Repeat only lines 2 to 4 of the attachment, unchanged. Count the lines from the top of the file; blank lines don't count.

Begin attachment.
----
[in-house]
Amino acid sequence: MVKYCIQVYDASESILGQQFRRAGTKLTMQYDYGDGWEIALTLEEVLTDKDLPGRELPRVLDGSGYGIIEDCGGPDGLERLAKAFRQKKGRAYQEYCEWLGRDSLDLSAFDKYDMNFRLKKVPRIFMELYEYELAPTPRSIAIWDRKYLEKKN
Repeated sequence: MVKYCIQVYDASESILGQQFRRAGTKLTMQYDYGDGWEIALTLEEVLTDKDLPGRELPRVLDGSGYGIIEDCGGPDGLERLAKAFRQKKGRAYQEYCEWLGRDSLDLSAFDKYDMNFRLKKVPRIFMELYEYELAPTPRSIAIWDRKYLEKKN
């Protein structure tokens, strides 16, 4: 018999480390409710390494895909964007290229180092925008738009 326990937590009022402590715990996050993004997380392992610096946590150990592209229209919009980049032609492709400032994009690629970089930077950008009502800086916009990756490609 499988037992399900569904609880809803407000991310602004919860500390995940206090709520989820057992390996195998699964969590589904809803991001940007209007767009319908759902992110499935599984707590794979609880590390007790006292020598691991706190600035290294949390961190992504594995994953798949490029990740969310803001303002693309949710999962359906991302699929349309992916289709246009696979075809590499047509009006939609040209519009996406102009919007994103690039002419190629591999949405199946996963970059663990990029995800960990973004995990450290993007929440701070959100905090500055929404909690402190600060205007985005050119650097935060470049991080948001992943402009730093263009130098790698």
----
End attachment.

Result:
Amino acid sequence: MVKYCIQVYDASESILGQQFRRAGTKLTMQYDYGDGWEIALTLEEVLTDKDLPGRELPRVLDGSGYGIIEDCGGPDGLERLAKAFRQKKGRAYQEYCEWLGRDSLDLSAFDKYDMNFRLKKVPRIFMELYEYELAPTPRSIAIWDRKYLEKKN
Repeated sequence: MVKYCIQVYDASESILGQQFRRAGTKLTMQYDYGDGWEIALTLEEVLTDKDLPGRELPRVLDGSGYGIIEDCGGPDGLERLAKAFRQKKGRAYQEYCEWLGRDSLDLSAFDKYDMNFRLKKVPRIFMELYEYELAPTPRSIAIWDRKYLEKKN
């Protein structure tokens, strides 16, 4: 018999480390409710390494895909964007290229180092925008738009 326990937590009022402590715990996050993004997380392992610096946590150990592209229209919009980049032609492709400032994009690629970089930077950008009502800086916009990756490609 499988037992399900569904609880809803407000991310602004919860500390995940206090709520989820057992390996195998699964969590589904809803991001940007209007767009319908759902992110499935599984707590794979609880590390007790006292020598691991706190600035290294949390961190992504594995994953798949490029990740969310803001303002693309949710999962359906991302699929349309992916289709246009696979075809590499047509009006939609040209519009996406102009919007994103690039002419190629591999949405199946996963970059663990990029995800960990973004995990450290993007929440701070959100905090500055929404909690402190600060205007985005050119650097935060470049991080948001992943402009730093263009130098790698």